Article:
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Gum tree weevil

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Formerly known as the Forest Research Institute, Scion has been a leader in research relating to forest health for over 50 years. The Rotorua-based Crown Research Institute continues to provide science that will protect all forests from damage caused by insect pests, pathogens and weeds. The information presented below arises from these research activities.

Forest and Timber Insects in New Zealand No. 8: Gum-tree weevil.

Revised 2009
Based on J. Bain (1977)

Insect: Gonipterus scutellatus Gyllenhal (Coleoptera: Curculionidae)

Fig. 1 - Gum-tree weevil. The line shows natural length.

Type of injury
Adults and larvae of the gum-tree weevil defoliate eucalypts. The adults prefer the leaf margin as a feeding site and this gives the leaves a scalloped appearance. They may also eat the soft bark of new shoots. The larvae feed over the whole leaf surface leaving only the hard fibres, and also eat the young shoots. Severe infestation can cause the trees to have a stunted appearance.

The gum-tree weevil feeds on various species of Eucalyptus including E. eugenioides, E. fastigata, E. globulus, E. macarthurii, E. obliqua, and E. viminalis . Of these, E. globulus and E. viminalis appear to be favoured hosts. Narrow-leaved species such as E. pulchella are not usually attacked.

This Australian insect is present throughout New Zealand. It was first recorded here in 1890.

Economic importance
Although the gum-tree weevil is now overshadowed by the eucalyptus tortoise beetle as a cause of damage, it is still regarded as an important defoliator of eucalypts.

Description, life history, and habits
The adult (Fig.1) is dull brownish-black and about 7-10 mm long. Blunt projections give a knobbly appearance to the front of the elytra (wing cases). The full-grown larva is plump, legless, pale yellowish-green with a dark stripe along each side, has many black spots on the back, and is rather slug-like in appearance (Fig.2).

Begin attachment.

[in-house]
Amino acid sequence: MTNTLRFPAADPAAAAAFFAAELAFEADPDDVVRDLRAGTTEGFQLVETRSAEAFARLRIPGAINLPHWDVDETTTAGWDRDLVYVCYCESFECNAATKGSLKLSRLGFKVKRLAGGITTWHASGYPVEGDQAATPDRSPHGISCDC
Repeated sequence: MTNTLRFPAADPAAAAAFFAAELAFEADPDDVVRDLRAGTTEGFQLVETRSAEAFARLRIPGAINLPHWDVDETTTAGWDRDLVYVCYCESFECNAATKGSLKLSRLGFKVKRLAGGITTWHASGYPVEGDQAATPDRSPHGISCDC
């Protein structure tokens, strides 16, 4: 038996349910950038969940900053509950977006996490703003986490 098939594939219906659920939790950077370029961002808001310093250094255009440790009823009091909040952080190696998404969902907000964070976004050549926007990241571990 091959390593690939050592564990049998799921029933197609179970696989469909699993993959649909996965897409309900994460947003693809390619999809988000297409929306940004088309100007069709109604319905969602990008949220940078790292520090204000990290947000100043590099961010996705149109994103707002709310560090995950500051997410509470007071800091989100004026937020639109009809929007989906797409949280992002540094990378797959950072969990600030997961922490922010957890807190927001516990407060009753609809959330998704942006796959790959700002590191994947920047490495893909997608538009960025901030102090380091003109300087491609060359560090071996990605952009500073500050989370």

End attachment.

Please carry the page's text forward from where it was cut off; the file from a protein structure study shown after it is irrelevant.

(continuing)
Fig. 2 - Larvae of the gum-tree weevil.

There are usually two generations per year. From May to August the adults can be found hibernating under the loose bark of eucalypts, especially E. globulus. They emerge about September and move to the young foliage where the yellowish eggs are laid in small black cases about 3 mm long (Fig.3). Each case. contains from 7 to 16 eggs and the larvae emerge by eating their way directly through the leaf on which the case has been fixed. Egg-laying continues until about November. After the larvae have been feeding for a while they appear to have a black tail, but this "tail" is excrement projecting from the anus as a long black thread. The larval period usually lasts from four to five weeks and then the larvae fall to the ground to pupate in the soil. Adults emerge from the soil in December and January, and the cycle is repeated to produce a second generation of adults in March-April, which go into hibernation for the winter. In cooler districts (parts of the South Island) there is only one generation a year and the adults' which emerge December-January feed and then go into hibernation. Eggs are not laid until the following season.

Fig 3 - Egg cases of the gum-tree weevil

In forest areas the gum-tree weevil is usually effectively controlled by an introduced egg parasite, Anaphes nitens (Girault). Should other control measures ever be necessary, sprays designed for leaf-feeding insects should prove effective.

Bain, J. 1977: Gonipterus scutellatus Gyllenhal (Coleoptera: Curculionidae). Gum-tree weevil. New Zealand Forest Service, Forest and Timber Insects in New Zealand No. 8.
Clark, A.F. 1938: A survey of the insect pests of eucalypts in New Zealand . New Zealand Journal of Science and Technology 19: 750-761.
Emberson, R.M. 1984. Forest and timber insects. In: Scott, R.R. (ed) New Zealand Pest and Beneficial Insects. Lincoln University, Canterbury, New Zealand. P 191-204.


This information is intended for general interest only. It is not intended to be a substitute for specific specialist advice on any matter and should not be relied on for that purpose. Scion will not be liable for any direct, indirect, incidental, special, consequential or exemplary damages, loss of profits, or any other intangible losses that result from using the information provided on this site.
(Scion is the trading name of the New Zealand Forest Research Institute Limited.)


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